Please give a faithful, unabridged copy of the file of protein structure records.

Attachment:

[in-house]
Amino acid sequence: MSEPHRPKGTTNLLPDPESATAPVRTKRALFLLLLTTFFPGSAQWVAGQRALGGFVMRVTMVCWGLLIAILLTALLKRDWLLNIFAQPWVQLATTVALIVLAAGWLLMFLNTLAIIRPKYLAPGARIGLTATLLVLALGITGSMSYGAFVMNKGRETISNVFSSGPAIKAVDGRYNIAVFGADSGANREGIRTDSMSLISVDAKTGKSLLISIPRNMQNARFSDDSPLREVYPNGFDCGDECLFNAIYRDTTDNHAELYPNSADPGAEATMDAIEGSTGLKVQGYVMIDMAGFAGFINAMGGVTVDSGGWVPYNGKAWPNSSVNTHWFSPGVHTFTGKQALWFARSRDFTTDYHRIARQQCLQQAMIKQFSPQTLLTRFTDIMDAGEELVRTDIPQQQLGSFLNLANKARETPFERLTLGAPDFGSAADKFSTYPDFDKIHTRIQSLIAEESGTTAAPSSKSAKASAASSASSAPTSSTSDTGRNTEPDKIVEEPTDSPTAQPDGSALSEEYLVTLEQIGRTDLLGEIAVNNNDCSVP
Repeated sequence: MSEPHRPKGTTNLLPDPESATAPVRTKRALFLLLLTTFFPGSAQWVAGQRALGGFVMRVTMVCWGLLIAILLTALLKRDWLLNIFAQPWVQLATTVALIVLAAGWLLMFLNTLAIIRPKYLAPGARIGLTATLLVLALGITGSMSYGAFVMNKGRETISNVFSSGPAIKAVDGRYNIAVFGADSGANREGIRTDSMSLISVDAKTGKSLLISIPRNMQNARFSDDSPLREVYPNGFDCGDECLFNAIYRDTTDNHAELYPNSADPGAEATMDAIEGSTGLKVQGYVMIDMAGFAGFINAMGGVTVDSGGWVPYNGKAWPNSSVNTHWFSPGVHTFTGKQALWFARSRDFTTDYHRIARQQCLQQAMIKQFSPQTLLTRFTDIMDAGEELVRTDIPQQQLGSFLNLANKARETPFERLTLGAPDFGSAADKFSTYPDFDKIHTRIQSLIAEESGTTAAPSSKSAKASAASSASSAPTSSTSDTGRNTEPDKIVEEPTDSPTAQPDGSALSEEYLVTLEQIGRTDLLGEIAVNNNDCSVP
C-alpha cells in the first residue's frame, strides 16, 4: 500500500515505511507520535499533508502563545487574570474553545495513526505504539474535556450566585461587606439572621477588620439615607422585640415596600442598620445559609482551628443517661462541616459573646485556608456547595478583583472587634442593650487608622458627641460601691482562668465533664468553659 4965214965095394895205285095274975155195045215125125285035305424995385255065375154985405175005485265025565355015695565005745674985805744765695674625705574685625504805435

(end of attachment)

[in-house]
Amino acid sequence: MSEPHRPKGTTNLLPDPESATAPVRTKRALFLLLLTTFFPGSAQWVAGQRALGGFVMRVTMVCWGLLIAILLTALLKRDWLLNIFAQPWVQLATTVALIVLAAGWLLMFLNTLAIIRPKYLAPGARIGLTATLLVLALGITGSMSYGAFVMNKGRETISNVFSSGPAIKAVDGRYNIAVFGADSGANREGIRTDSMSLISVDAKTGKSLLISIPRNMQNARFSDDSPLREVYPNGFDCGDECLFNAIYRDTTDNHAELYPNSADPGAEATMDAIEGSTGLKVQGYVMIDMAGFAGFINAMGGVTVDSGGWVPYNGKAWPNSSVNTHWFSPGVHTFTGKQALWFARSRDFTTDYHRIARQQCLQQAMIKQFSPQTLLTRFTDIMDAGEELVRTDIPQQQLGSFLNLANKARETPFERLTLGAPDFGSAADKFSTYPDFDKIHTRIQSLIAEESGTTAAPSSKSAKASAASSASSAPTSSTSDTGRNTEPDKIVEEPTDSPTAQPDGSALSEEYLVTLEQIGRTDLLGEIAVNNNDCSVP
Repeated sequence: MSEPHRPKGTTNLLPDPESATAPVRTKRALFLLLLTTFFPGSAQWVAGQRALGGFVMRVTMVCWGLLIAILLTALLKRDWLLNIFAQPWVQLATTVALIVLAAGWLLMFLNTLAIIRPKYLAPGARIGLTATLLVLALGITGSMSYGAFVMNKGRETISNVFSSGPAIKAVDGRYNIAVFGADSGANREGIRTDSMSLISVDAKTGKSLLISIPRNMQNARFSDDSPLREVYPNGFDCGDECLFNAIYRDTTDNHAELYPNSADPGAEATMDAIEGSTGLKVQGYVMIDMAGFAGFINAMGGVTVDSGGWVPYNGKAWPNSSVNTHWFSPGVHTFTGKQALWFARSRDFTTDYHRIARQQCLQQAMIKQFSPQTLLTRFTDIMDAGEELVRTDIPQQQLGSFLNLANKARETPFERLTLGAPDFGSAADKFSTYPDFDKIHTRIQSLIAEESGTTAAPSSKSAKASAASSASSAPTSSTSDTGRNTEPDKIVEEPTDSPTAQPDGSALSEEYLVTLEQIGRTDLLGEIAVNNNDCSVP
C-alpha cells in the first residue's frame, strides 16, 4: 500500500515505511507520535499533508502563545487574570474553545495513526505504539474535556450566585461587606439572621477588620439615607422585640415596600442598620445559609482551628443517661462541616459573646485556608456547595478583583472587634442593650487608622458627641460601691482562668465533664468553659 4965214965095394895205285095274975155195045215125125285035305424995385255065375154985405175005485265025565355015695565005745674985805744765695674625705574685625504805435